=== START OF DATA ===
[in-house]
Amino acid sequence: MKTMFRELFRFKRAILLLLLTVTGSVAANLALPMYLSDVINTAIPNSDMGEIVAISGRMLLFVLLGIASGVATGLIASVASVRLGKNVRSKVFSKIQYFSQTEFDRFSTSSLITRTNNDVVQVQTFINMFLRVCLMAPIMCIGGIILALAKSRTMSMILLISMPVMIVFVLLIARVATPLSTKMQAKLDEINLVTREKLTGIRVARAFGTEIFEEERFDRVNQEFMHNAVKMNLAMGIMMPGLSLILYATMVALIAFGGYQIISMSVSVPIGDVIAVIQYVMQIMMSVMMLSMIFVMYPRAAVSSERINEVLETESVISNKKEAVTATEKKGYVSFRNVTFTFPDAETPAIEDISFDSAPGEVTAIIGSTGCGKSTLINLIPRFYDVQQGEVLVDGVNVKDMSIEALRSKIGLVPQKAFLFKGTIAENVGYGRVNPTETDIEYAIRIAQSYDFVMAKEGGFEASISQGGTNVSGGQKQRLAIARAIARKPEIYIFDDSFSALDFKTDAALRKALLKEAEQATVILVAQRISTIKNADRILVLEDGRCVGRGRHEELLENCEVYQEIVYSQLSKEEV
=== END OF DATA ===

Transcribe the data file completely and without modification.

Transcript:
[in-house]
Amino acid sequence: MKTMFRELFRFKRAILLLLLTVTGSVAANLALPMYLSDVINTAIPNSDMGEIVAISGRMLLFVLLGIASGVATGLIASVASVRLGKNVRSKVFSKIQYFSQTEFDRFSTSSLITRTNNDVVQVQTFINMFLRVCLMAPIMCIGGIILALAKSRTMSMILLISMPVMIVFVLLIARVATPLSTKMQAKLDEINLVTREKLTGIRVARAFGTEIFEEERFDRVNQEFMHNAVKMNLAMGIMMPGLSLILYATMVALIAFGGYQIISMSVSVPIGDVIAVIQYVMQIMMSVMMLSMIFVMYPRAAVSSERINEVLETESVISNKKEAVTATEKKGYVSFRNVTFTFPDAETPAIEDISFDSAPGEVTAIIGSTGCGKSTLINLIPRFYDVQQGEVLVDGVNVKDMSIEALRSKIGLVPQKAFLFKGTIAENVGYGRVNPTETDIEYAIRIAQSYDFVMAKEGGFEASISQGGTNVSGGQKQRLAIARAIARKPEIYIFDDSFSALDFKTDAALRKALLKEAEQATVILVAQRISTIKNADRILVLEDGRCVGRGRHEELLENCEVYQEIVYSQLSKEEV